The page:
PubMed ID
7507378 View in PubMed
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The adaptation of polar fishes to climatic changes: Structure, function and phylogeny of haemoglobin.

https://arctichealth.org/en/permalink/ahliterature86911
Source
IUBMB Life. 2008 Jan;60(1):29-40
Publication Type
Article
Date
Jan-2008
Author
Verde Cinzia
Giordano Daniela
di Prisco Guido
Author Affiliation
Institute of Protein Biochemistry, CNR, Via Pietro Castellino 111, Naples, Italy.
Source
IUBMB Life. 2008 Jan;60(1):29-40
Date
Jan-2008
Language
English
Publication Type
Article
Keywords
Adaptation, Physiological
Animals
Antarctic Regions
Antifreeze Proteins - genetics
Arctic Regions
Cold Climate
Evolution, Molecular
Fishes - physiology
Hemoglobins - chemistry - genetics - physiology
Oxygen - blood
Phylogeny
Abstract
In the Antarctic, fishes of dominant suborder Notothenioidei have evolved in a unique thermal scenario. Phylogenetically related taxa of the suborder live in a wide range of latitudes, in Antarctic, sub-Antarctic and temperate oceans. Consequently, they offer a remarkable opportunity to study the physiological and biochemical characters gained and, conversely, lost during their evolutionary history. The evolutionary perspective has also been pursued by comparative studies of some features of the heme protein devoted to O(2) transport in fish living in the other polar region, the Arctic. The two polar regions differ by age and isolation. Fish living in each habitat have undergone regional constraints and fit into different evolutionary histories. The aim of this contribution is to survey the current knowledge of molecular structure, functional features, phylogeny and adaptations of the haemoglobins of fish thriving in the Antarctic, sub-Antarctic and Arctic regions (with some excursions in the temperate latitudes), in search of insights into the convergent processes evolved in response to cooling. Current climate change may disturb adaptation, calling for strategies aimed at neutralising threats to biodiversity.
PubMed ID
18379990 View in PubMed
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Alfred Wegener Institute for Polar and Marine Research

https://arctichealth.org/en/permalink/ahliterature288398
Publication Type
Website
  1 website  
Author Affiliation
Alfred-Wegener-Institut
Language
English
German
Geographic Location
Multi-National
Publication Type
Website
Digital File Format
Web site (.html, .htm)
Keywords
One Health
Changing Ecosystem
Marine biodiversity & Sustainability
Ice
Oceans and Seas
Arctic Regions
Antarctic Regions
Abstract
The Alfred Wegener Institute carries out research in the Arctic and Antarctic as well as in the high and mid latitude oceans. The institute coordinates German polar research and makes available to national and international science important infrastructure, e.g. the research ice breaker "Polarstern" and research stations in the Arctic and Antarctic.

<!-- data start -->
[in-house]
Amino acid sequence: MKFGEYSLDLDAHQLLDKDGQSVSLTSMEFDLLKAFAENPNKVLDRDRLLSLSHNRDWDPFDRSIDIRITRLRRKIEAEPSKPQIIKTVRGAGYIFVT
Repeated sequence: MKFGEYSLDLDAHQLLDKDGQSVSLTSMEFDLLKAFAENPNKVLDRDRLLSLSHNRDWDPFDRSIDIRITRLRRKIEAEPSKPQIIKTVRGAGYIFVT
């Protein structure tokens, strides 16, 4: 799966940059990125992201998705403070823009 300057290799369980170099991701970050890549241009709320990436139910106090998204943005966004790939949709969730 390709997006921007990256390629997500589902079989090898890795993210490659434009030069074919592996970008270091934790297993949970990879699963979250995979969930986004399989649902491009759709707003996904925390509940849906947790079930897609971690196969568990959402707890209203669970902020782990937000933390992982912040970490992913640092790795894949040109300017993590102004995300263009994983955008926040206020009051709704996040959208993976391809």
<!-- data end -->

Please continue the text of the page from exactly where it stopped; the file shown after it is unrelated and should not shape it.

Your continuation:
Online Resources
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Anders Sparrman and his translation of Rosén von Rosenstein's textbook on children's diseases during Captain Cook's expedition to the antarctic regions and round the world (1772-1775).

https://arctichealth.org/en/permalink/ahliterature41982
Source
Acta Paediatr Scand. 1977 May;66(3):269-72
Publication Type
Article
Date
May-1977

An Optical Dye Method for Continuous Determination of Acidity in Ice Cores.

https://arctichealth.org/en/permalink/ahliterature283239
Source
Environ Sci Technol. 2016 Oct 04;50(19):10485-10493
Publication Type
Article
Date
Oct-04-2016
Author
Helle Astrid Kjær
Paul Vallelonga
Anders Svensson
Magnus Elleskov L Kristensen
Catalin Tibuleac
Mai Winstrup
Sepp Kipfstuhl
Source
Environ Sci Technol. 2016 Oct 04;50(19):10485-10493
Date
Oct-04-2016
Language
English
Publication Type
Article
Keywords
Antarctic Regions
Chromatography
Greenland
Hydrogen-Ion Concentration
Ice
Volcanic Eruptions
Abstract
The pH of polar ice is important for the stability and mobility of impurities in ice cores and can be strongly influenced by volcanic eruptions or anthropogenic emissions. We present a simple optical method for continuous determination of acidity in ice cores based on spectroscopically determined color changes of two common pH-indicator dyes, bromophenol blue, and chlorophenol red. The sealed-system method described here is not equilibrated with CO2, making it simpler than existing methods for pH determination in ice cores and offering a 10-90% peak response time of 45 s and a combined uncertainty of 9%. The method is applied to Holocene ice core sections from Greenland and Antarctica and compared to standard techniques such as electrical conductivity measurement (ECM) conducted on the solid ice, and electrolytic meltwater conductivity, EMWC. Acidity measured in the Greenland NGRIP ice core shows good agreement with acidity calculated from ion chromatography. Conductivity and dye-based acidity Hdye(+) are found to be highly correlated in the Greenland NEGIS firn core (75.38? N, 35.56? W), with all signals greater than 3s variability coinciding with either volcanic eruptions or possible wild fire activity. In contrast, the Antarctic Roosevelt Island ice core (79.36? S, 161.71? W) features an anticorrelation between conductivity and Hdye(+), likely due to strong influence of marine salts.